wed 24/05/2017

France

Frantz review - François Ozon in sombre mood: it works

François Ozon’s Frantz is an exquisitely sad film, its crisp black and white cinematography shot through with mourning. The French director, in a work where the main language is German, engages with the aftermath of World War One, and the moment...

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Midnight Sun finale review - 'terminal silliness, wholesale slaughter'

So here’s the thing: a heavily pregnant woman is hanging by her ankles above a raging torrent. Two teens, one with a broken arm, are stuck down a well. And 15 miners, deep below ground, take refuge from a fire in an emergency chamber, unaware it has...

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Heal the Living review - 'lots of emotion, not enough life'

Three teenage boys meet at dawn. One of them, blonde and beautiful Simon (Gabin Verdet), jumps out of his girlfriend’s window and rides his bike through the dark Lyon streets to meet the others in their van. They drive almost silently to the beach,...

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DVD: Crimson

After watching the grim Crimson, it’s impossible not to feel grubby and perplexed. Grubby, as this is a catering-size example of squalid exploitation cinema. Perplexed, as its plot is senseless, the charisma-free acting so inept that the cast may as...

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Debussy Préludes, Alexander Melnikov, Wigmore Hall

Who needs hallucinogenic drugs when we have Debussy's two books of Préludes? In the hands, that is, of a pianist magician who holds the key to this wild parade, demi-real wonderland, call it what you will. I've only heard two wizards equal to the...

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The Lottery of Love, review - 'the fragile charm of artifice'

The social permutations of love are beguilingly explored in the 90-minute stage traffic of Marivaux’s The Lottery of Love, with Paul Miller’s production at the Orange Tree Theatre making the most of the venue’s unencumbered in-the-round space to...

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French Touch, Red Gallery

Un Voyage Á Travers Dans Le Paysage Électronique Français, the French subtitle, goes further. French Touch is the first exhibition to celebrate and dig into France’s electronic music heritage: exploring the lineage which laid the ground for the...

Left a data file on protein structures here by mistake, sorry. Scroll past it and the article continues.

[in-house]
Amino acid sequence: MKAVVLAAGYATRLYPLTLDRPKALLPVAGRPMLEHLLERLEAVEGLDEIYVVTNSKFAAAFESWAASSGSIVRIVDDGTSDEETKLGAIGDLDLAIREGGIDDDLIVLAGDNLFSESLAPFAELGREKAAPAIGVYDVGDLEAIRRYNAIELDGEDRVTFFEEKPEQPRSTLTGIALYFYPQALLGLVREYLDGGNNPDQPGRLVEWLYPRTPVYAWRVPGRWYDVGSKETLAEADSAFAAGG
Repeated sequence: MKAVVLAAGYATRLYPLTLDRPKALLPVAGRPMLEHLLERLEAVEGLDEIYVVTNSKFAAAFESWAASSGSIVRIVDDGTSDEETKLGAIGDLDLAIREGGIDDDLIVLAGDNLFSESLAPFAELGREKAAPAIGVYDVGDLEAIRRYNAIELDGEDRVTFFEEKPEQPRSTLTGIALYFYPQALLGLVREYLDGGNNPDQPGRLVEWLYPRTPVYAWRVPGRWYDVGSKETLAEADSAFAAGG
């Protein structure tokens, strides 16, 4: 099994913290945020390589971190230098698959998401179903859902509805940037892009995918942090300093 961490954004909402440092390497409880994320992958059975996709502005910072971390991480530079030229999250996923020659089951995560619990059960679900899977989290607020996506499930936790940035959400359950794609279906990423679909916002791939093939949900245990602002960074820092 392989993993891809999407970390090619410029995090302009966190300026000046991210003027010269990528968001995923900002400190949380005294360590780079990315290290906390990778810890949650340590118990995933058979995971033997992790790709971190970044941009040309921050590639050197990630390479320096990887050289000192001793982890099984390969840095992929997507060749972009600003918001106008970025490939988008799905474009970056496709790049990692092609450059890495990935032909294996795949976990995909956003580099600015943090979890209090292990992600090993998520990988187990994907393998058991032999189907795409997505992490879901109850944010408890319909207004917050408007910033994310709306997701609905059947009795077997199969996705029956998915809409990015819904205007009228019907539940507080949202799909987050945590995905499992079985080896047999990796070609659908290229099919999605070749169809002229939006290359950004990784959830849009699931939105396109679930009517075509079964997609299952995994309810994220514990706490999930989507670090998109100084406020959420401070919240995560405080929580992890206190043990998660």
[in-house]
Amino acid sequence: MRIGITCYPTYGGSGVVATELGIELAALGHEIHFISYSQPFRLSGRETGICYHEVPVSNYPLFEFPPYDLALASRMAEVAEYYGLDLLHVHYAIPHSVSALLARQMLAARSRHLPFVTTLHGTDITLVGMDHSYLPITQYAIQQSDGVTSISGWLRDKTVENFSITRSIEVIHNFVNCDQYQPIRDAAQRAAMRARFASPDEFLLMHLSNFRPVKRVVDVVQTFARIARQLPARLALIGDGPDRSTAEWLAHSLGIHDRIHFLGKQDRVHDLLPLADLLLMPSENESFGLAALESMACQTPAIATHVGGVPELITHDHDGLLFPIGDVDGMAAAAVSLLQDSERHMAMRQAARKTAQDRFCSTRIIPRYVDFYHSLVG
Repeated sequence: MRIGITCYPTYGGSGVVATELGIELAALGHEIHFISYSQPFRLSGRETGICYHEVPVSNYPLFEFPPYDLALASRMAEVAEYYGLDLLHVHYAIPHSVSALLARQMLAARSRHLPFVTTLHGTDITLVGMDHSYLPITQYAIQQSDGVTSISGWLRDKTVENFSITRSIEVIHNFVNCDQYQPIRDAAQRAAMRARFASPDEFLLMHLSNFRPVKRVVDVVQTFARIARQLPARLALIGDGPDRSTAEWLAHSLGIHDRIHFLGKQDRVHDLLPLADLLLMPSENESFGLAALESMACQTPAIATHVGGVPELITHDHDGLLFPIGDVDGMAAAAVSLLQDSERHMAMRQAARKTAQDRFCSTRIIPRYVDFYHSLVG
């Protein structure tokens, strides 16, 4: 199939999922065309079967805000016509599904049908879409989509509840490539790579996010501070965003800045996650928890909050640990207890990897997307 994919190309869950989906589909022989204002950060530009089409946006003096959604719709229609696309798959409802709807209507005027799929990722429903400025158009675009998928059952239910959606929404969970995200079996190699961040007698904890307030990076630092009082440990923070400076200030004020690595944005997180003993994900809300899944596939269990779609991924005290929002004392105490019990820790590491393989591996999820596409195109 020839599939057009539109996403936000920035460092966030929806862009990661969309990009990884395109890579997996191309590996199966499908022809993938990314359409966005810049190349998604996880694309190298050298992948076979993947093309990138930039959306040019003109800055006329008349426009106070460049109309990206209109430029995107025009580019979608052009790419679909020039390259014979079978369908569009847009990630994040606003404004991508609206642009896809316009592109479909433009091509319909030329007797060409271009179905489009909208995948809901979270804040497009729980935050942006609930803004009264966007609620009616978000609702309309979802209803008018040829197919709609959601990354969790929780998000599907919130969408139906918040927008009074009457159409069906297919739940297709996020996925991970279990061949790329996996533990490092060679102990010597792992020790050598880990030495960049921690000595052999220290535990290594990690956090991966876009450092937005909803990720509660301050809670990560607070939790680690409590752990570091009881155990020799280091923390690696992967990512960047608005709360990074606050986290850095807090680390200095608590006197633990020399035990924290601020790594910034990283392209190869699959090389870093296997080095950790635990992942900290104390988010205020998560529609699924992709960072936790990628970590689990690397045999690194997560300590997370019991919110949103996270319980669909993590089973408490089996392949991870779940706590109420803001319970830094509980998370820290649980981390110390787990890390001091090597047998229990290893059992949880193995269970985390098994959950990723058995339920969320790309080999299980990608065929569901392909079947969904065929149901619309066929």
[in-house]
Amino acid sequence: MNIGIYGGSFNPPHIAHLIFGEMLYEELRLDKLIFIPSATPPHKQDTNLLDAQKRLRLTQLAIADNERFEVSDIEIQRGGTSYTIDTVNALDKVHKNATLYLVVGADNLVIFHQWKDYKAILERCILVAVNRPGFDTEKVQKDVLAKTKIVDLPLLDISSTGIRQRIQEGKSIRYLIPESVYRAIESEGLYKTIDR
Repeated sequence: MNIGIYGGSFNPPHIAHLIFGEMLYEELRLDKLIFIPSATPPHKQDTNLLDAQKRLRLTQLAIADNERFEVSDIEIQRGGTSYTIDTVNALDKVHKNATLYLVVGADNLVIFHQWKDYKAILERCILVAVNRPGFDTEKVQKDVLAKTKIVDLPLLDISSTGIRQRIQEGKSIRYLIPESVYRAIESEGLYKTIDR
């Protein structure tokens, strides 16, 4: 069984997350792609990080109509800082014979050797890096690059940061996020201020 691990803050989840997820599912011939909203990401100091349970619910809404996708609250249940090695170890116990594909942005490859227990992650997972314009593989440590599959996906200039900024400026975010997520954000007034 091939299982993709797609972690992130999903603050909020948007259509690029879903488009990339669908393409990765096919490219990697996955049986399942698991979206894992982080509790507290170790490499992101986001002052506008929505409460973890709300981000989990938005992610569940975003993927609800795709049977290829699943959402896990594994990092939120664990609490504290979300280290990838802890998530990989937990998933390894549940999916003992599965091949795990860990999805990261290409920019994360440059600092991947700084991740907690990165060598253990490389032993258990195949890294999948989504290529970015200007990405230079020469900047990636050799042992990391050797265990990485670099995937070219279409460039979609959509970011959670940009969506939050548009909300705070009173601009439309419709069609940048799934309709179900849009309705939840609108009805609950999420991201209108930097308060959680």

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Lost in France

Pulling together a music documentary strikes me as a simple enough concept. Gather your talking heads in front of a nice enough backdrop, splice with archive footage in some semblance of a narrative order and there you go. There’s no need to, say,...

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Isabelle Faust, Alexander Melnikov, Wigmore Hall

Polish composer Szymanowski's Ovid triptych Mythes achieved something like cult status thanks to an iridescent recording. Everyone knew the pianist, the great Krystian Zimerman; the violinist, Kaja Danczowska, less so (where is she now?). A better-...

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Unforgotten – Series 2 Finale, ITV / After Brexit: The Battle for Europe, BBC Two

From Jimmy Savile to the Rotherham scandal, child sexual abuse has become a recurring nightmare of our society, and thus is inevitably grist to the TV dramatist’s mill. It has been a crucial component in The Missing, National Treasure and...

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CD: Petite Meller - Lil Empire

God knows we need originality in pop, and French singer Petite Meller delivers it. At least, she does visually, which, in 2017, is 50 percent of the game. Like Yolandi Visser of Die Antwoord, she offers a direct subversion of femininity. However,...

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Sunday Book: Michel Houellebecq - Unreconciled: Poems 1991-2013

The American poet-critic Randall Jarrell once entitled a collection of essays A Sad Heart at the Supermarket. He might have enjoyed Michel Houellebecq’s poem “Hypermarket - November”. Its forlorn narrator has “stumbled into freezer”, then “collapsed...

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